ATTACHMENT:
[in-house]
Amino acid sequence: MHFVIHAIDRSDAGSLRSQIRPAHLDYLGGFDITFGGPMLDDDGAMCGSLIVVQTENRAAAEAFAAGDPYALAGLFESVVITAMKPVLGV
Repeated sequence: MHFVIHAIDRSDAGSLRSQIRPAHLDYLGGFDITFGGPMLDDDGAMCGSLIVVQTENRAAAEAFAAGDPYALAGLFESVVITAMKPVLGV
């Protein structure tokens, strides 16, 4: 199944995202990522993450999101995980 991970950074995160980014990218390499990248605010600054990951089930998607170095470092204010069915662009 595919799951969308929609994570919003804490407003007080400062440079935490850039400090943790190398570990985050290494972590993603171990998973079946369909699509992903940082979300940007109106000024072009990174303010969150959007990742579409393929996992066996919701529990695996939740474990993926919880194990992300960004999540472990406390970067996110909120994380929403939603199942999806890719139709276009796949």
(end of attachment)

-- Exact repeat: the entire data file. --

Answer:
[in-house]
Amino acid sequence: MHFVIHAIDRSDAGSLRSQIRPAHLDYLGGFDITFGGPMLDDDGAMCGSLIVVQTENRAAAEAFAAGDPYALAGLFESVVITAMKPVLGV
Repeated sequence: MHFVIHAIDRSDAGSLRSQIRPAHLDYLGGFDITFGGPMLDDDGAMCGSLIVVQTENRAAAEAFAAGDPYALAGLFESVVITAMKPVLGV
């Protein structure tokens, strides 16, 4: 199944995202990522993450999101995980 991970950074995160980014990218390499990248605010600054990951089930998607170095470092204010069915662009 595919799951969308929609994570919003804490407003007080400062440079935490850039400090943790190398570990985050290494972590993603171990998973079946369909699509992903940082979300940007109106000024072009990174303010969150959007990742579409393929996992066996919701529990695996939740474990993926919880194990992300960004999540472990406390970067996110909120994380929403939603199942999806890719139709276009796949």